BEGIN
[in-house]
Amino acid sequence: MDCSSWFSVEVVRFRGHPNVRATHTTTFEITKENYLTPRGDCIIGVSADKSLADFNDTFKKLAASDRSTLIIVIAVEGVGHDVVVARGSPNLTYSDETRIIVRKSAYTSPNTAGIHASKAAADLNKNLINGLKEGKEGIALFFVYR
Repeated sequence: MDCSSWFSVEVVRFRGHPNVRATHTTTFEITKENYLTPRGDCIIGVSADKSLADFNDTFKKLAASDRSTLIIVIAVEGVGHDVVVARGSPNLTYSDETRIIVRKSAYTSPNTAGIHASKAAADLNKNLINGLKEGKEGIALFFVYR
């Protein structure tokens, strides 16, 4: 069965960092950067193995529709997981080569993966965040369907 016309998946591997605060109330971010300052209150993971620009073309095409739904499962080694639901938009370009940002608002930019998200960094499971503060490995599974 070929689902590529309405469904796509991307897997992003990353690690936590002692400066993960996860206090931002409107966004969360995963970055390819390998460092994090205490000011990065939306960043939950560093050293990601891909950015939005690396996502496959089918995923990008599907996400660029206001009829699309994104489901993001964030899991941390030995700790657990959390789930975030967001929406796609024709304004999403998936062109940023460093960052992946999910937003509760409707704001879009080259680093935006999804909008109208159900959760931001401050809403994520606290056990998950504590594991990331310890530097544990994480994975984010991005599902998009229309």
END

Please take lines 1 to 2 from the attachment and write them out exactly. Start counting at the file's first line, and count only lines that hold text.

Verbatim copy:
[in-house]
Amino acid sequence: MDCSSWFSVEVVRFRGHPNVRATHTTTFEITKENYLTPRGDCIIGVSADKSLADFNDTFKKLAASDRSTLIIVIAVEGVGHDVVVARGSPNLTYSDETRIIVRKSAYTSPNTAGIHASKAAADLNKNLINGLKEGKEGIALFFVYR